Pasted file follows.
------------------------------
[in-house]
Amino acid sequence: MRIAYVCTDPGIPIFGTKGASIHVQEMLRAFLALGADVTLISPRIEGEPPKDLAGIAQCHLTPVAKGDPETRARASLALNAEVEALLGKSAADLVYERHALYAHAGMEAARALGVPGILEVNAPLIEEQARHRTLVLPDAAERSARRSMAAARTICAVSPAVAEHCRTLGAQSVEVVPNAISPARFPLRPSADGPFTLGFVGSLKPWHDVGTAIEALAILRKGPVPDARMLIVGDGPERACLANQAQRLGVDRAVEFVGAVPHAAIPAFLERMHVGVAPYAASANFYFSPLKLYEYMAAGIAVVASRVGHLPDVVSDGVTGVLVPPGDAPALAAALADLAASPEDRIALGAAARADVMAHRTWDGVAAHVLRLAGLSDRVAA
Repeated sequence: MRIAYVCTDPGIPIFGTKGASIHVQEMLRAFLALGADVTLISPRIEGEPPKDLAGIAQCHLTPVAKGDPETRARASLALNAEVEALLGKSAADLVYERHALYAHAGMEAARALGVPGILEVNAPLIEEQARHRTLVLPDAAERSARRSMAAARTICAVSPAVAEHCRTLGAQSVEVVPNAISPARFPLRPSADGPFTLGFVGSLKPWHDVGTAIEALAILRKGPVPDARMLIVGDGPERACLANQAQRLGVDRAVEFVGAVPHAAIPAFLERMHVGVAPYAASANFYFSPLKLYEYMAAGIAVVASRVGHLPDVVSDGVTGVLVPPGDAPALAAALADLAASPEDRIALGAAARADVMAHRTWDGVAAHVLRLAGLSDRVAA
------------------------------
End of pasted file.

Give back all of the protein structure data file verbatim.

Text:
[in-house]
Amino acid sequence: MRIAYVCTDPGIPIFGTKGASIHVQEMLRAFLALGADVTLISPRIEGEPPKDLAGIAQCHLTPVAKGDPETRARASLALNAEVEALLGKSAADLVYERHALYAHAGMEAARALGVPGILEVNAPLIEEQARHRTLVLPDAAERSARRSMAAARTICAVSPAVAEHCRTLGAQSVEVVPNAISPARFPLRPSADGPFTLGFVGSLKPWHDVGTAIEALAILRKGPVPDARMLIVGDGPERACLANQAQRLGVDRAVEFVGAVPHAAIPAFLERMHVGVAPYAASANFYFSPLKLYEYMAAGIAVVASRVGHLPDVVSDGVTGVLVPPGDAPALAAALADLAASPEDRIALGAAARADVMAHRTWDGVAAHVLRLAGLSDRVAA
Repeated sequence: MRIAYVCTDPGIPIFGTKGASIHVQEMLRAFLALGADVTLISPRIEGEPPKDLAGIAQCHLTPVAKGDPETRARASLALNAEVEALLGKSAADLVYERHALYAHAGMEAARALGVPGILEVNAPLIEEQARHRTLVLPDAAERSARRSMAAARTICAVSPAVAEHCRTLGAQSVEVVPNAISPARFPLRPSADGPFTLGFVGSLKPWHDVGTAIEALAILRKGPVPDARMLIVGDGPERACLANQAQRLGVDRAVEFVGAVPHAAIPAFLERMHVGVAPYAASANFYFSPLKLYEYMAAGIAVVASRVGHLPDVVSDGVTGVLVPPGDAPALAAALADLAASPEDRIALGAAARADVMAHRTWDGVAAHVLRLAGLSDRVAA